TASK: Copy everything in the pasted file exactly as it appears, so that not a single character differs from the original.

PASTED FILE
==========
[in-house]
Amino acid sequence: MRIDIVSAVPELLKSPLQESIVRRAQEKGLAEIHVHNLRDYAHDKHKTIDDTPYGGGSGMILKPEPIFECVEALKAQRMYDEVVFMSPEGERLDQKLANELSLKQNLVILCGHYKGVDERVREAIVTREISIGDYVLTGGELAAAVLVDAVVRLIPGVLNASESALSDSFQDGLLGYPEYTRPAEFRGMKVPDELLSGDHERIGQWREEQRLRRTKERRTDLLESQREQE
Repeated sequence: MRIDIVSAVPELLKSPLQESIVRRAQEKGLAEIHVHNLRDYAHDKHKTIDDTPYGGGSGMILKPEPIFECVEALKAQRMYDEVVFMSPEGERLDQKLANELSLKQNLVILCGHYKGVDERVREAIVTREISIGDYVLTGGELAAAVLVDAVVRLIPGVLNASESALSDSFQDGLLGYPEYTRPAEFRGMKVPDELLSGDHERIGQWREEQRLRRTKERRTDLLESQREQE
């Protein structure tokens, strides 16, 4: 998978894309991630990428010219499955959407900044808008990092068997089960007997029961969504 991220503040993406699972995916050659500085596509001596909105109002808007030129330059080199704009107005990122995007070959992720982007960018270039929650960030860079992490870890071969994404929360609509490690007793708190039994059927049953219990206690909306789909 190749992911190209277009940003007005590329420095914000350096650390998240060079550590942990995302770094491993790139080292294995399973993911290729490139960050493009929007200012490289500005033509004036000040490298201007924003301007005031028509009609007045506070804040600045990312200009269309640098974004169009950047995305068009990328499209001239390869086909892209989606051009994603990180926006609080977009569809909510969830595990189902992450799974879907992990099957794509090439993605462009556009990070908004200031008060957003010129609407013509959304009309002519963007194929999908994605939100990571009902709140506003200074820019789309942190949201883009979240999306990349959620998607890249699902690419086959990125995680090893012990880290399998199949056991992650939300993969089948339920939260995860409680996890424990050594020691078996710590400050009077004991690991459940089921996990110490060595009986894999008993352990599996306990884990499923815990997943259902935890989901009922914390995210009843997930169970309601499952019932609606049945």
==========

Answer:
[in-house]
Amino acid sequence: MRIDIVSAVPELLKSPLQESIVRRAQEKGLAEIHVHNLRDYAHDKHKTIDDTPYGGGSGMILKPEPIFECVEALKAQRMYDEVVFMSPEGERLDQKLANELSLKQNLVILCGHYKGVDERVREAIVTREISIGDYVLTGGELAAAVLVDAVVRLIPGVLNASESALSDSFQDGLLGYPEYTRPAEFRGMKVPDELLSGDHERIGQWREEQRLRRTKERRTDLLESQREQE
Repeated sequence: MRIDIVSAVPELLKSPLQESIVRRAQEKGLAEIHVHNLRDYAHDKHKTIDDTPYGGGSGMILKPEPIFECVEALKAQRMYDEVVFMSPEGERLDQKLANELSLKQNLVILCGHYKGVDERVREAIVTREISIGDYVLTGGELAAAVLVDAVVRLIPGVLNASESALSDSFQDGLLGYPEYTRPAEFRGMKVPDELLSGDHERIGQWREEQRLRRTKERRTDLLESQREQE
């Protein structure tokens, strides 16, 4: 998978894309991630990428010219499955959407900044808008990092068997089960007997029961969504 991220503040993406699972995916050659500085596509001596909105109002808007030129330059080199704009107005990122995007070959992720982007960018270039929650960030860079992490870890071969994404929360609509490690007793708190039994059927049953219990206690909306789909 190749992911190209277009940003007005590329420095914000350096650390998240060079550590942990995302770094491993790139080292294995399973993911290729490139960050493009929007200012490289500005033509004036000040490298201007924003301007005031028509009609007045506070804040600045990312200009269309640098974004169009950047995305068009990328499209001239390869086909892209989606051009994603990180926006609080977009569809909510969830595990189902992450799974879907992990099957794509090439993605462009556009990070908004200031008060957003010129609407013509959304009309002519963007194929999908994605939100990571009902709140506003200074820019789309942190949201883009979240999306990349959620998607890249699902690419086959990125995680090893012990880290399998199949056991992650939300993969089948339920939260995860409680996890424990050594020691078996710590400050009077004991690991459940089921996990110490060595009986894999008993352990599996306990884990499923815990997943259902935890989901009922914390995210009843997930169970309601499952019932609606049945």